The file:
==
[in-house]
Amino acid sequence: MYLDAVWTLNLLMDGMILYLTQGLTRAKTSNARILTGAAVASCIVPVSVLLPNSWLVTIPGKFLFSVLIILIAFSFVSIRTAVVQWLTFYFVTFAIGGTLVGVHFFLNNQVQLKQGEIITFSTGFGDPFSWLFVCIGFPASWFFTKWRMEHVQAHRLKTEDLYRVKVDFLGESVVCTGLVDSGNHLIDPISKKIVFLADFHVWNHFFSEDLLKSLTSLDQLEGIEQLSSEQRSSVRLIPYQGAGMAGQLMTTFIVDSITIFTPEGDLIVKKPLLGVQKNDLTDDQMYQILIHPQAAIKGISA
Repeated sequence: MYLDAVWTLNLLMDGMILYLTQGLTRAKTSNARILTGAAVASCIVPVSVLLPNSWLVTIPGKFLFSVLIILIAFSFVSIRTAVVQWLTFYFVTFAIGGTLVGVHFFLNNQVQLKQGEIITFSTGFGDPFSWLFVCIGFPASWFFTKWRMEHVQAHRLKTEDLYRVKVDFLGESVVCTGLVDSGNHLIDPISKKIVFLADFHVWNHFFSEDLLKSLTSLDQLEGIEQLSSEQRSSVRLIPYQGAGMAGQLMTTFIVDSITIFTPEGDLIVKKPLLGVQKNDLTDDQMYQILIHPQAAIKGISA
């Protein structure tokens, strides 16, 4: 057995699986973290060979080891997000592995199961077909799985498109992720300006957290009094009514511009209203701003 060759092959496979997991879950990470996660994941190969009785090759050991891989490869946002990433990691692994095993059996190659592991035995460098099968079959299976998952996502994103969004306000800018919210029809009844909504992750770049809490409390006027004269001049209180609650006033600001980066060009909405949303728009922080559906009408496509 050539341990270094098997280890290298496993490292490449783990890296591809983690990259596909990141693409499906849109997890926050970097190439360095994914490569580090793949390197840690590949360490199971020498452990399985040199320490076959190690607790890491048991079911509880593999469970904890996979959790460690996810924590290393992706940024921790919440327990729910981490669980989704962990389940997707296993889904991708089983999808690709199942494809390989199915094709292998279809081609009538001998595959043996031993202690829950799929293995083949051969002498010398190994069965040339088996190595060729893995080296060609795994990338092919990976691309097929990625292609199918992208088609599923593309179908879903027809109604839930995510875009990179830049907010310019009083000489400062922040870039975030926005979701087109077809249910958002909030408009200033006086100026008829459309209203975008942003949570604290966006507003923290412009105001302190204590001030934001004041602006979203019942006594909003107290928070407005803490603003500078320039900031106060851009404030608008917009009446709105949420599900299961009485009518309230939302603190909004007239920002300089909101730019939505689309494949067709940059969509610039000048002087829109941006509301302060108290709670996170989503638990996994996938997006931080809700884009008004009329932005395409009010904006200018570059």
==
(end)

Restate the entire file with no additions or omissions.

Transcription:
[in-house]
Amino acid sequence: MYLDAVWTLNLLMDGMILYLTQGLTRAKTSNARILTGAAVASCIVPVSVLLPNSWLVTIPGKFLFSVLIILIAFSFVSIRTAVVQWLTFYFVTFAIGGTLVGVHFFLNNQVQLKQGEIITFSTGFGDPFSWLFVCIGFPASWFFTKWRMEHVQAHRLKTEDLYRVKVDFLGESVVCTGLVDSGNHLIDPISKKIVFLADFHVWNHFFSEDLLKSLTSLDQLEGIEQLSSEQRSSVRLIPYQGAGMAGQLMTTFIVDSITIFTPEGDLIVKKPLLGVQKNDLTDDQMYQILIHPQAAIKGISA
Repeated sequence: MYLDAVWTLNLLMDGMILYLTQGLTRAKTSNARILTGAAVASCIVPVSVLLPNSWLVTIPGKFLFSVLIILIAFSFVSIRTAVVQWLTFYFVTFAIGGTLVGVHFFLNNQVQLKQGEIITFSTGFGDPFSWLFVCIGFPASWFFTKWRMEHVQAHRLKTEDLYRVKVDFLGESVVCTGLVDSGNHLIDPISKKIVFLADFHVWNHFFSEDLLKSLTSLDQLEGIEQLSSEQRSSVRLIPYQGAGMAGQLMTTFIVDSITIFTPEGDLIVKKPLLGVQKNDLTDDQMYQILIHPQAAIKGISA
């Protein structure tokens, strides 16, 4: 057995699986973290060979080891997000592995199961077909799985498109992720300006957290009094009514511009209203701003 060759092959496979997991879950990470996660994941190969009785090759050991891989490869946002990433990691692994095993059996190659592991035995460098099968079959299976998952996502994103969004306000800018919210029809009844909504992750770049809490409390006027004269001049209180609650006033600001980066060009909405949303728009922080559906009408496509 050539341990270094098997280890290298496993490292490449783990890296591809983690990259596909990141693409499906849109997890926050970097190439360095994914490569580090793949390197840690590949360490199971020498452990399985040199320490076959190690607790890491048991079911509880593999469970904890996979959790460690996810924590290393992706940024921790919440327990729910981490669980989704962990389940997707296993889904991708089983999808690709199942494809390989199915094709292998279809081609009538001998595959043996031993202690829950799929293995083949051969002498010398190994069965040339088996190595060729893995080296060609795994990338092919990976691309097929990625292609199918992208088609599923593309179908879903027809109604839930995510875009990179830049907010310019009083000489400062922040870039975030926005979701087109077809249910958002909030408009200033006086100026008829459309209203975008942003949570604290966006507003923290412009105001302190204590001030934001004041602006979203019942006594909003107290928070407005803490603003500078320039900031106060851009404030608008917009009446709105949420599900299961009485009518309230939302603190909004007239920002300089909101730019939505689309494949067709940059969509610039000048002087829109941006509301302060108290709670996170989503638990996994996938997006931080809700884009008004009329932005395409009010904006200018570059």